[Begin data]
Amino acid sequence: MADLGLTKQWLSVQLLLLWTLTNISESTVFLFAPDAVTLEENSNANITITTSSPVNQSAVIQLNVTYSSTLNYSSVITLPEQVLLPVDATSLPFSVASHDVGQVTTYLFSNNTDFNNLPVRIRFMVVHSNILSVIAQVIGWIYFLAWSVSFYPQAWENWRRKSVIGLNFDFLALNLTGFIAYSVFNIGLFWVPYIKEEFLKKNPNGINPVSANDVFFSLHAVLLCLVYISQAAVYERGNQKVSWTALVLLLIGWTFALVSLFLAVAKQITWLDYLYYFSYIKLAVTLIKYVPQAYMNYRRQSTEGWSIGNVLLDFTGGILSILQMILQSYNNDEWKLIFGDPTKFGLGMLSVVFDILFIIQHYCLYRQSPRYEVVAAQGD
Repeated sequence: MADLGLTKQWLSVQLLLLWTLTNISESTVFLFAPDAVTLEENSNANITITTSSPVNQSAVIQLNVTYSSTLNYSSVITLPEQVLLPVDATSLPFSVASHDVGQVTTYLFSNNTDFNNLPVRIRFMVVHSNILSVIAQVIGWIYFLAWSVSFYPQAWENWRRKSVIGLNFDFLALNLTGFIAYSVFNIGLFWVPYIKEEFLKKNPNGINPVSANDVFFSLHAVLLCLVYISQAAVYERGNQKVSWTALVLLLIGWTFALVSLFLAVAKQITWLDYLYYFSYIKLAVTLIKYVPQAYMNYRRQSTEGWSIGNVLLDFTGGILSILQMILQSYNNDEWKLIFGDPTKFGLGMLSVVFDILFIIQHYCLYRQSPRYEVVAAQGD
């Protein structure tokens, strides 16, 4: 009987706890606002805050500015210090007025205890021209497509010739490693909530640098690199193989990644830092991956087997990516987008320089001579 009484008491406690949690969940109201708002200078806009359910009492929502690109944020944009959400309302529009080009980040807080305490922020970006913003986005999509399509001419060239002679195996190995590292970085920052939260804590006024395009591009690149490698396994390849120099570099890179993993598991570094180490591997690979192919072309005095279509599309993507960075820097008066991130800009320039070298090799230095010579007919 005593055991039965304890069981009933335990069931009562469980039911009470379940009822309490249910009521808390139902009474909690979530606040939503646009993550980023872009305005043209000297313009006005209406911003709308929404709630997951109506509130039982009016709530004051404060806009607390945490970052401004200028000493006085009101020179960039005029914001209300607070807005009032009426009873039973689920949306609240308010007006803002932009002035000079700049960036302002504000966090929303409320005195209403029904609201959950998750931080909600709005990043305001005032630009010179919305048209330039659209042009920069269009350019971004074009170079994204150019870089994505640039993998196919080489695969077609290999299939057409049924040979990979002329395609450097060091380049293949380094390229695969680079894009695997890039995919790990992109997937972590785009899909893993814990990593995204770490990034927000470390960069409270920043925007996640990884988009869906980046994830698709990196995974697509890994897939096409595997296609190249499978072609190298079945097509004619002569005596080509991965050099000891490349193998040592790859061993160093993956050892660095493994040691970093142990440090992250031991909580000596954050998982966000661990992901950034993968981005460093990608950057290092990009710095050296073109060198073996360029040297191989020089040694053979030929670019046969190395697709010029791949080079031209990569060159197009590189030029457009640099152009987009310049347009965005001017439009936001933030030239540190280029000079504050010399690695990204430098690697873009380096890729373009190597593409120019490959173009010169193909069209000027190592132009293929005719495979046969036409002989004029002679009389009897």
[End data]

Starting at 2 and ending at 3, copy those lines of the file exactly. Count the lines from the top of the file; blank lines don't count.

Repeated sequence: MADLGLTKQWLSVQLLLLWTLTNISESTVFLFAPDAVTLEENSNANITITTSSPVNQSAVIQLNVTYSSTLNYSSVITLPEQVLLPVDATSLPFSVASHDVGQVTTYLFSNNTDFNNLPVRIRFMVVHSNILSVIAQVIGWIYFLAWSVSFYPQAWENWRRKSVIGLNFDFLALNLTGFIAYSVFNIGLFWVPYIKEEFLKKNPNGINPVSANDVFFSLHAVLLCLVYISQAAVYERGNQKVSWTALVLLLIGWTFALVSLFLAVAKQITWLDYLYYFSYIKLAVTLIKYVPQAYMNYRRQSTEGWSIGNVLLDFTGGILSILQMILQSYNNDEWKLIFGDPTKFGLGMLSVVFDILFIIQHYCLYRQSPRYEVVAAQGD
């Protein structure tokens, strides 16, 4: 009987706890606002805050500015210090007025205890021209497509010739490693909530640098690199193989990644830092991956087997990516987008320089001579 009484008491406690949690969940109201708002200078806009359910009492929502690109944020944009959400309302529009080009980040807080305490922020970006913003986005999509399509001419060239002679195996190995590292970085920052939260804590006024395009591009690149490698396994390849120099570099890179993993598991570094180490591997690979192919072309005095279509599309993507960075820097008066991130800009320039070298090799230095010579007919 005593055991039965304890069981009933335990069931009562469980039911009470379940009822309490249910009521808390139902009474909690979530606040939503646009993550980023872009305005043209000297313009006005209406911003709308929404709630997951109506509130039982009016709530004051404060806009607390945490970052401004200028000493006085009101020179960039005029914001209300607070807005009032009426009873039973689920949306609240308010007006803002932009002035000079700049960036302002504000966090929303409320005195209403029904609201959950998750931080909600709005990043305001005032630009010179919305048209330039659209042009920069269009350019971004074009170079994204150019870089994505640039993998196919080489695969077609290999299939057409049924040979990979002329395609450097060091380049293949380094390229695969680079894009695997890039995919790990992109997937972590785009899909893993814990990593995204770490990034927000470390960069409270920043925007996640990884988009869906980046994830698709990196995974697509890994897939096409595997296609190249499978072609190298079945097509004619002569005596080509991965050099000891490349193998040592790859061993160093993956050892660095493994040691970093142990440090992250031991909580000596954050998982966000661990992901950034993968981005460093990608950057290092990009710095050296073109060198073996360029040297191989020089040694053979030929670019046969190395697709010029791949080079031209990569060159197009590189030029457009640099152009987009310049347009965005001017439009936001933030030239540190280029000079504050010399690695990204430098690697873009380096890729373009190597593409120019490959173009010169193909069209000027190592132009293929005719495979046969036409002989004029002679009389009897």